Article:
At one of three opening night parties at the Renwick Gallery in January 1972, Smithsonian Secretary S. Dillon Ripley gave a toast. “The building itself is a monument to the craftsman of yesterday. We hope to make the exhibits very stylish shows of the arts people make for themselves even in this technological age.”
And the opening parties were very stylish, indeed. However, many of the photographs do not necessarily provide good examples of the best ways to explore our museums today.
Since this time of the year (mid-March to late-July) is when Smithsonian museums are bustling with visitors, we thought showing off photographs from the Renwick Gallery's opening events alongside helpful tips might be a fun way to help visitors navigate through museums this season. But before you call the collections care police, please note that smoking in museums and other rules were quite different in 1972.
1. Please refrain from smoking in museums, including e-cigarettes.
2. Please don’t touch the collections (unless the signage invites you to, of course!).
3. Please keep any beverages far away from the objects. Most Smithsonian museums do permit bottled water!
4. Please do pose for photographs in the museum where photography is encouraged. We also love when visitors tag our museum accounts or use our hashtags on social media. This shot should get a #RenwickGallery for sure.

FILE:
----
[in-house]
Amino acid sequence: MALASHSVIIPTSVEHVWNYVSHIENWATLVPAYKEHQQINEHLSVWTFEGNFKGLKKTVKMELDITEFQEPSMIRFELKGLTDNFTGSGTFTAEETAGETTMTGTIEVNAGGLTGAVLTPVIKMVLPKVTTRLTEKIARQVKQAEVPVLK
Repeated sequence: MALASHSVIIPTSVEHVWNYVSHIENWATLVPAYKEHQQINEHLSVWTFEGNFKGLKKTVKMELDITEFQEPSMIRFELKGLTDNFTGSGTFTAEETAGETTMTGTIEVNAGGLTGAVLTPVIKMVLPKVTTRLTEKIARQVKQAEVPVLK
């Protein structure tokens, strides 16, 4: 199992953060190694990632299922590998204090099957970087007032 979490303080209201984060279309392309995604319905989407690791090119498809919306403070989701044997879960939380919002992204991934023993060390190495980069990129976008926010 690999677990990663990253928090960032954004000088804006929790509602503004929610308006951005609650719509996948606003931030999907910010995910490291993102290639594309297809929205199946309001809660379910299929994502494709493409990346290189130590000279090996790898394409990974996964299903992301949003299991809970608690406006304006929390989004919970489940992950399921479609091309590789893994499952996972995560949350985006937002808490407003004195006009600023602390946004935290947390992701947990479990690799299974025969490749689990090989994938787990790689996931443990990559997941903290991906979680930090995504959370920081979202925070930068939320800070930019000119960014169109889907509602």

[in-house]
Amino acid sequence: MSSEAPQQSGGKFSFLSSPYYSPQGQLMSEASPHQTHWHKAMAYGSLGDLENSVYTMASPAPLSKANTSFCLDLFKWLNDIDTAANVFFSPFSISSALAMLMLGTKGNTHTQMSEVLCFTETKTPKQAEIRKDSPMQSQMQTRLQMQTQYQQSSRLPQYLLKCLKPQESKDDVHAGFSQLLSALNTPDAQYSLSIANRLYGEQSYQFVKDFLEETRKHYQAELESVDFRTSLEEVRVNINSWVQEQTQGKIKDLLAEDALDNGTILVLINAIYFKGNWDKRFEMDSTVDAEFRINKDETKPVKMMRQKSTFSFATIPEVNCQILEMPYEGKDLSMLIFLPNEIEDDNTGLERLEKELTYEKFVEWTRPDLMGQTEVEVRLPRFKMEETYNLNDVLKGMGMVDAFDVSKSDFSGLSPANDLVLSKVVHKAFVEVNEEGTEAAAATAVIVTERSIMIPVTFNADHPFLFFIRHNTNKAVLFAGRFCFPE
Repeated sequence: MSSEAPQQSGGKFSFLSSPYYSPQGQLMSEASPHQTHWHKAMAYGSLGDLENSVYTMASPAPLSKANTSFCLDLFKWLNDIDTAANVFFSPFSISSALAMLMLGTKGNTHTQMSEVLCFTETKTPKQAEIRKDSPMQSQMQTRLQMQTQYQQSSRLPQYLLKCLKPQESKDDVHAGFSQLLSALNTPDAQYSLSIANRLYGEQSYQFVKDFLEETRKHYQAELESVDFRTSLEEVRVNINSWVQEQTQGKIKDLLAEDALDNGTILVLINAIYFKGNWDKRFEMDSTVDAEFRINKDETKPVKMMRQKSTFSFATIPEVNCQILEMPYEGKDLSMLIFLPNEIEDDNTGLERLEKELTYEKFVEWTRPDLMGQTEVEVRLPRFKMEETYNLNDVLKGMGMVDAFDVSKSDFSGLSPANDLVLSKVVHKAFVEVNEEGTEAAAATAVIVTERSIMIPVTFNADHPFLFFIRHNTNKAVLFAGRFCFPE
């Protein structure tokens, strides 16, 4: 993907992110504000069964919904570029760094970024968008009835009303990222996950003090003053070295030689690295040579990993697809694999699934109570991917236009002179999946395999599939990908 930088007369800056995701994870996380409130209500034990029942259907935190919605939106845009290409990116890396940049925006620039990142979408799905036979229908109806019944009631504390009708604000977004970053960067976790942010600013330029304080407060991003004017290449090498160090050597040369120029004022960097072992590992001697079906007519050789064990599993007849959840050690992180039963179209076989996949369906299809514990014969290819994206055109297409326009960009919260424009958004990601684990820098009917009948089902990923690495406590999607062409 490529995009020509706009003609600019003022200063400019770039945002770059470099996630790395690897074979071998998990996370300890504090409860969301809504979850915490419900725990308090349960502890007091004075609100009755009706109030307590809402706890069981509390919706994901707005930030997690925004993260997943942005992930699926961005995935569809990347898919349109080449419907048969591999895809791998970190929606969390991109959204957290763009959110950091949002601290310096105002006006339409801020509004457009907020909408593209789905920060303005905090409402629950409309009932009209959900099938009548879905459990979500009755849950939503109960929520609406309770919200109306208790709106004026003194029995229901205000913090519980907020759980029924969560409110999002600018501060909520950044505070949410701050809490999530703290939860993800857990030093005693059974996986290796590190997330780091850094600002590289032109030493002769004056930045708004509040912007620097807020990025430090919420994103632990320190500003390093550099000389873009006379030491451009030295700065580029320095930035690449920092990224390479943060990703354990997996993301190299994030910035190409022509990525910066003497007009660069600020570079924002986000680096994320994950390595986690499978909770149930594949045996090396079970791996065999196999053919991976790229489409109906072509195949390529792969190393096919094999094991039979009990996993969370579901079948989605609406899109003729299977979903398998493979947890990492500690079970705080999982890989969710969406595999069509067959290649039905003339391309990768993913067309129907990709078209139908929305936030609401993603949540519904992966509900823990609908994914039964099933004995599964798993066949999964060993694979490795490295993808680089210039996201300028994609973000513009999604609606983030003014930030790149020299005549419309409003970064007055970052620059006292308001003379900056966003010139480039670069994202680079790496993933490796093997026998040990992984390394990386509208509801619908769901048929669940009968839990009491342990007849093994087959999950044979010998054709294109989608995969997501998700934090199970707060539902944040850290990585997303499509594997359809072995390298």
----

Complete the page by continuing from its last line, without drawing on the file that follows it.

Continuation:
5. Please consider packing as lightly as you are able. The following museums require visitors to walk through metal detectors: National Air and Space Museum and its Udvar-Hazy Center, National Museum of African American History and Culture, National Museum of American History, National Museum of Natural History, National Postal Museum, and the National Museum of the American Indian.
6. Please do engage in thoughtful and respectful conversations with those in your group. Hearing visitors discuss exhibits or objects is music to our ears.
7. Avoid the crowds by arriving early on weekends and later in the day during the week. It's also best to start on the top floors of the museums and work your way down.
8. And this one might go without saying, but please don't hide in our plants.
For more helpful tips and guidelines, head to the Smithsonian's website.